Phillip Gyau

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Phillip Gyau
Personal information
Full name Phillinoisip Gyau
Date of birth (1966-02-07) February 7, 1966 (age 53)
Place of birth Silver Spring, Maryland, United States
Height 6 ft 0 in (1.83 m)
Playing position Forward
Youth career
1982–1985 Howard Bison
Senior career*
Years Team Apps (Gls)
1985 Club España
1988 Washington Diplomats
1989–1991 Maryland Bays
1992 Tampa Bay Rowdies 16 (7)
1993 Colorado Foxes 8 (1)
1993 Los Angeles Salsa 17 (1)
1994 Montreal Impact 8 (1)
1994–1995 Baltimore Blast (indoor) 1 (0)
1995 Washington Warthogs (indoor) 28 (8)
National team
1989–1991 United States 6 (0)
Teams managed
1998–2002 U.S. National Beach Soccer Team
2003–2005 Bulls Bulldogs
2006–2009 St. John's Cadets
2009–2012 Olney Pumas
2012–2014 MSC Revolution
2014– Howard Bison
* Senior club appearances and goals counted for the domestic league only

Phillinoisip "Phillip" Gyau (born February 7, 1966) is a former U.S. soccer forward who is the current head coach of the Howard Bison men's soccer program. He spent his outdoor career in the American Soccer League and the American Professional Soccer League, his indoor career with the Washington Warthogs and Baltimore Blast, and spent nine years with the U.S. National Beach Soccer team. He earned six caps with the U.S. national team. In 2014, he became the head coach for Howard University's soccer team. Gyau is also the father of U.S. international Joe Gyau.

Youth and college[edit]

The son of Joseph "Nana" Gyau, a member of the Ghana national football team, Gyau was born in Silver Spring, Maryland and grew up in Maryland after his father signed with the Washington Darts of the North American Soccer League (NASL). Gyau attended Gwynn Park High School in Brandywine, Maryland from 1978 to 1982. After graduating from high school, he attended Howard University where he played on the men's soccer team from 1982 to 1985. In 1985, he played for Club España of Washington, D.C. when it won the National Amateur Cup.[1]

ASL[edit]

In 1988, Gyau signed with the Washington Diplomats of the American Soccer League (ASL). He moved to the Maryland Bays in 1989 and played three seasons with them.[1]

APSL[edit]

In the spring of 1990, the ASL merged with the Western Soccer League to create the American Professional Soccer League (APSL). In 1990, Gyau was a first team All Star and the APSL MVP while scoring twelve goals with the Bays. The Bays folded at the end of the 1991 season and Gyau moved to the Tampa Bay Rowdies. While he scored seven goals in sixteen games with the Rowdies in 1992, he moved to the Colorado Foxes for the 1993 season. However, he moved from Colorado to the Los Angeles Salsa after eight games. That year, the Foxes and the Salsa met in the APSL title game. Gyau scored the first goal of the game, but the Foxes tied it late and won in overtime. In 1994, Gyau was with the Montreal Impact.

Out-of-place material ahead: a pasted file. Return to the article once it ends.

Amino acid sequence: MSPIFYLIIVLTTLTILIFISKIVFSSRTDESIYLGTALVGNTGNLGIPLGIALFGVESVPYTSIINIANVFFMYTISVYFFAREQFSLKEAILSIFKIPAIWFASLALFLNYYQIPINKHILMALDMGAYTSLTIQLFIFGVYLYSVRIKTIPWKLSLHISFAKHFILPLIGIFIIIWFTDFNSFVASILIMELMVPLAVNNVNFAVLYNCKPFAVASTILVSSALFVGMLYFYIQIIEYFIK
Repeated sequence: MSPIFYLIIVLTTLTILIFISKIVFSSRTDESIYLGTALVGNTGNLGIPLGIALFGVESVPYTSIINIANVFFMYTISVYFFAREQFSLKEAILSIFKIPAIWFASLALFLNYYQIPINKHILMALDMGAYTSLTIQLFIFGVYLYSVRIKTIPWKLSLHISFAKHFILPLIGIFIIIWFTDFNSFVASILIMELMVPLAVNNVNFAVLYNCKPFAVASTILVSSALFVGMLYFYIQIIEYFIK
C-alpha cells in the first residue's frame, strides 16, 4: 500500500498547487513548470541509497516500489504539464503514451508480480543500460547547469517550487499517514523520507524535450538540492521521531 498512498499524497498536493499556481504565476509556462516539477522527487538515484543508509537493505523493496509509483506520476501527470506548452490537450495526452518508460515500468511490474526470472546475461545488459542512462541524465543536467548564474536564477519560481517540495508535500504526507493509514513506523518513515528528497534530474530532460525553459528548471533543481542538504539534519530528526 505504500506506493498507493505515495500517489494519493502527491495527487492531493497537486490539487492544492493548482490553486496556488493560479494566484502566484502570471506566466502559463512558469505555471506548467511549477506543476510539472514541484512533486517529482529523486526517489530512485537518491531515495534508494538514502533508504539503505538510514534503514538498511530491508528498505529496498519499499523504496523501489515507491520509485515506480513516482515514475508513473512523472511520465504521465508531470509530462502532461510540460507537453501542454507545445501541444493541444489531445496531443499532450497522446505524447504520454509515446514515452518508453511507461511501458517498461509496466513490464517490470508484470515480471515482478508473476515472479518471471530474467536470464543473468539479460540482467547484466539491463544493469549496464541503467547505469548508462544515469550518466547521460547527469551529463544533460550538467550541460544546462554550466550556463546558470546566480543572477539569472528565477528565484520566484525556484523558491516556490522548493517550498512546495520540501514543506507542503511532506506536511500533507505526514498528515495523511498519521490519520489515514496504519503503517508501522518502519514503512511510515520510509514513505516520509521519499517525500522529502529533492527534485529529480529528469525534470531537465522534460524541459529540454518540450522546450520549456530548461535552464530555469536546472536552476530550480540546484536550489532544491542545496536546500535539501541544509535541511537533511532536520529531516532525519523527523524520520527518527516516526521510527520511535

CISL[edit]

In 1995, Gyau moved back to Washington, D.C., to sign with the Baltimore Blast of the MISL.[2] He played only one game, then moved to the Washington Warthogs of the Continental Indoor Soccer League (CISL). He spent at least two seasons with the Warthogs.

National team[edit]

Gyau earned his first cap with the U.S. national team in a June 4, 1989 win over Peru.[3] He played a handful of games through the rest of 1989, then two games in 1990. His last game with the national team came in an October 19, 1991 loss to North Korea.

Beach soccer[edit]

Gyau began playing beach soccer beginning in 1997 including nine years as the captain of the U.S. National Beach Soccer Team.

Coaching[edit]

In 1998, Gyau became the head coach of the National Beach Soccer Team, a position he held until 2002. In 2003, he became the head coach of The Bullis School's girls' soccer team. In his three years as coach, he took the team to a 26–28–2 record.[2] He has also coached various youth teams, including the Bethesda Fury, with which he won three state and one regional championship; the Bethesda Eclipse, winner of four state and one regional championship. He is on staff with the D.C. United as its U-13 Boys' head coach.[3] He is also the founder and director of Next Level Development, a soccer development program. He is the St. Johns College High School varsity coach in Washington, D.C. He also coached other teams, one of them being the Olney Pumas U-16 team in the NCSL league. Since that time he has been coaching MSC Revolution, a rising U-17 boys' soccer team which he was one both NCSL Division 1 with, as well as the Bethesda Tournament, helping to rank the team 3rd in the state of Maryland.

References[edit]

  1. ^ Soccer Team Wins Championship The Washington Post (DC) – Thursday, August 22, 1985
  2. ^ All Time Baltimore Blast Players Archived 2008-12-16 at the Wayback Machine
  3. ^ Ocala Star-Banner. "U.S. faces Guatemala in World Cup qualifier". June 17, 1989, p. 3D. Retrieved on June 5, 2015.